Over the past century, the fossil fuel industry has made a habit of letting others clean up their messes. Today, the U.S. is dotted with millions of “orphaned wells,” crevices in the earth that companies once used to extract oil and subsequently abandoned once they were no longer considered profitable. But additional help appears to be on the way: This week, the Biden administration announced it would make nearly $660 million in funds from the 2021 bipartisan infrastructure law available to states to plug more of these polluting fissures.

“These investments are good for our climate, for the health of our communities, and for American workers,” said Secretary of the Interior Deb Haaland in a press release on Monday. “With this additional funding, states will put more people to work to clean up these toxic sites, reduce methane emissions and safeguard our environment.”

Unless they are plugged — filled with concrete and stripped of unused equipment — abandoned oil wells can seep hazardous compounds into their surroundings. A growing body of research has shown that orphaned oil wells are a major source of planet-warming emissions, since the steel and concrete walls that reinforce them are prone to cracking over time and releasing methane, a potent greenhouse gas. A 2020 Reuters investigation found that in 2018, orphaned wells emitted an estimated 280,000 tons of methane into the atmosphere, roughly the equivalent of the emissions from the total amount of oil that the U.S. uses on a typical day.

Legally, companies are required to plug their wells after they finish extracting fuel, but regulators have long struggled with enforcement. Part of the challenge is financial: It costs an average of $20,000 to seal a single well, and many companies file for bankruptcy before following through. As a result, experts estimate that there are 2 to 3 million abandoned oil wells across the country, with the majority concentrated in oil-and-gas producing states such as Texas and Pennsylvania. 

Grist thanks its sponsors. Become one.

The Department of the Interior said that the new funding is part of its goal to advance environmental justice, a term that refers to the disproportionate pollution borne by low-income people and communities of color across the country. Numerous studies have demonstrated that past practices like redlining — in which financial services such as loans and insurance were systematically denied to people in certain neighborhoods of color — have concentrated oil and gas wells in majority Black and Hispanic neighborhoods in places like Los Angeles.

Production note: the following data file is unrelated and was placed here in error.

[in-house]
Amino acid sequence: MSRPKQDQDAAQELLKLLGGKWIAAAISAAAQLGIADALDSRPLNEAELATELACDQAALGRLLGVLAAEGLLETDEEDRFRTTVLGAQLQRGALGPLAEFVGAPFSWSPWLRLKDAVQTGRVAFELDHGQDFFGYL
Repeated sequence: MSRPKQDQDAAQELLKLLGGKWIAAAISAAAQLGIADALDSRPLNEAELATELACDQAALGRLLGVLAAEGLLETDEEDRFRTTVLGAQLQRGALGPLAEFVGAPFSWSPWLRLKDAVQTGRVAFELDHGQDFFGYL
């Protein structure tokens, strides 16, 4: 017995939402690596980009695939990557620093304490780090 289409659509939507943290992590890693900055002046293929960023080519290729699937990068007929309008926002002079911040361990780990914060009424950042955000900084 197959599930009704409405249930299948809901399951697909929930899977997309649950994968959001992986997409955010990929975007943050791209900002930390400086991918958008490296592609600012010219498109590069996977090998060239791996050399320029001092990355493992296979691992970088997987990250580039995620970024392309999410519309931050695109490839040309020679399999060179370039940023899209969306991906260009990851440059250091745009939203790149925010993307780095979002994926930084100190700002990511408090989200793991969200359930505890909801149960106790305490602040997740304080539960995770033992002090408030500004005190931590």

The hazards of living near abandoned wells go beyond their contribution to climate change. Orphaned wells are a public health threat since they can emit dangerous chemicals like benzene and toluene, which have been linked to conditions such as blood cancer and liver disease. In rare cases, they can leak methane into nearby buildings, allowing the gas to build up to dangerous levels. 

Grist thanks its sponsors. Become one.

This week’s announcement marks the second major round of funds from the bipartisan infrastructure law to plug orphaned wells. States used the first set of funds, which was announced last August, to plug approximately 3,000 wells. Officials have until the end of the year to apply for this new round of grants, which range from $1 million to $80 million, depending on the number of wells in the state. 

“At the end of the day, it’s a lot of money, but it’s nowhere near enough,” Josh Axelrod, a senior policy advocate at the Natural Resources Defense Council, told Grist. “The big question is whether the federal government should really be in the business of cleaning this up since technically, the industry was supposed to be on the hook for these wells over the years.”